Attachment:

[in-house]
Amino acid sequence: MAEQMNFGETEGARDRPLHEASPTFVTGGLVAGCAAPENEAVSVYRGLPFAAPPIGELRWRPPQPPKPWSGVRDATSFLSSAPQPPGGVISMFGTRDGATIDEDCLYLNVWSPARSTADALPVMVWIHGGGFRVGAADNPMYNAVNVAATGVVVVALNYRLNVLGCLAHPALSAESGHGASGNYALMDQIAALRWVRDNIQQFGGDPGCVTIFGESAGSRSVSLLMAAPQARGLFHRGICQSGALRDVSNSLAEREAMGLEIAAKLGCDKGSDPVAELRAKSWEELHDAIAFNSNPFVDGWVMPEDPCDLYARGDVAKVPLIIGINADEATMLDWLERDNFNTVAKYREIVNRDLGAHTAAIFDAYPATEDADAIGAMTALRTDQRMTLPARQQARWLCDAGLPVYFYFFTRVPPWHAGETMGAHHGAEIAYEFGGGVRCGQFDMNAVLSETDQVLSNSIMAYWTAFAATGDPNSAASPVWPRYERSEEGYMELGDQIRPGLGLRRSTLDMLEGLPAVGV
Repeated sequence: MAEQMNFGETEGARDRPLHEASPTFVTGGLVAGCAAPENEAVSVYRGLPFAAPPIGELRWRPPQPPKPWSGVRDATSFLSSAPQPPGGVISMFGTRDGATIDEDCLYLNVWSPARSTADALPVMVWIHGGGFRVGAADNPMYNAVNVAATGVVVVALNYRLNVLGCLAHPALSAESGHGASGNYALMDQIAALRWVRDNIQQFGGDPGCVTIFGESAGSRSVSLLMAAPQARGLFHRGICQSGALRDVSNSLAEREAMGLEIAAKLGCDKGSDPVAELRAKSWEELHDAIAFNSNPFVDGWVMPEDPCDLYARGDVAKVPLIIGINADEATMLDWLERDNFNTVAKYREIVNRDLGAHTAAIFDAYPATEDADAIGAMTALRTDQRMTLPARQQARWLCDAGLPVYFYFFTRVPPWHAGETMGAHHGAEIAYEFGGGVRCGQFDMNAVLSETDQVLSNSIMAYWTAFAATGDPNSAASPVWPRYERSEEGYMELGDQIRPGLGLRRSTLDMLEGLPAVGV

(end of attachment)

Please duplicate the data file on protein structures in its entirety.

[in-house]
Amino acid sequence: MAEQMNFGETEGARDRPLHEASPTFVTGGLVAGCAAPENEAVSVYRGLPFAAPPIGELRWRPPQPPKPWSGVRDATSFLSSAPQPPGGVISMFGTRDGATIDEDCLYLNVWSPARSTADALPVMVWIHGGGFRVGAADNPMYNAVNVAATGVVVVALNYRLNVLGCLAHPALSAESGHGASGNYALMDQIAALRWVRDNIQQFGGDPGCVTIFGESAGSRSVSLLMAAPQARGLFHRGICQSGALRDVSNSLAEREAMGLEIAAKLGCDKGSDPVAELRAKSWEELHDAIAFNSNPFVDGWVMPEDPCDLYARGDVAKVPLIIGINADEATMLDWLERDNFNTVAKYREIVNRDLGAHTAAIFDAYPATEDADAIGAMTALRTDQRMTLPARQQARWLCDAGLPVYFYFFTRVPPWHAGETMGAHHGAEIAYEFGGGVRCGQFDMNAVLSETDQVLSNSIMAYWTAFAATGDPNSAASPVWPRYERSEEGYMELGDQIRPGLGLRRSTLDMLEGLPAVGV
Repeated sequence: MAEQMNFGETEGARDRPLHEASPTFVTGGLVAGCAAPENEAVSVYRGLPFAAPPIGELRWRPPQPPKPWSGVRDATSFLSSAPQPPGGVISMFGTRDGATIDEDCLYLNVWSPARSTADALPVMVWIHGGGFRVGAADNPMYNAVNVAATGVVVVALNYRLNVLGCLAHPALSAESGHGASGNYALMDQIAALRWVRDNIQQFGGDPGCVTIFGESAGSRSVSLLMAAPQARGLFHRGICQSGALRDVSNSLAEREAMGLEIAAKLGCDKGSDPVAELRAKSWEELHDAIAFNSNPFVDGWVMPEDPCDLYARGDVAKVPLIIGINADEATMLDWLERDNFNTVAKYREIVNRDLGAHTAAIFDAYPATEDADAIGAMTALRTDQRMTLPARQQARWLCDAGLPVYFYFFTRVPPWHAGETMGAHHGAEIAYEFGGGVRCGQFDMNAVLSETDQVLSNSIMAYWTAFAATGDPNSAASPVWPRYERSEEGYMELGDQIRPGLGLRRSTLDMLEGLPAVGV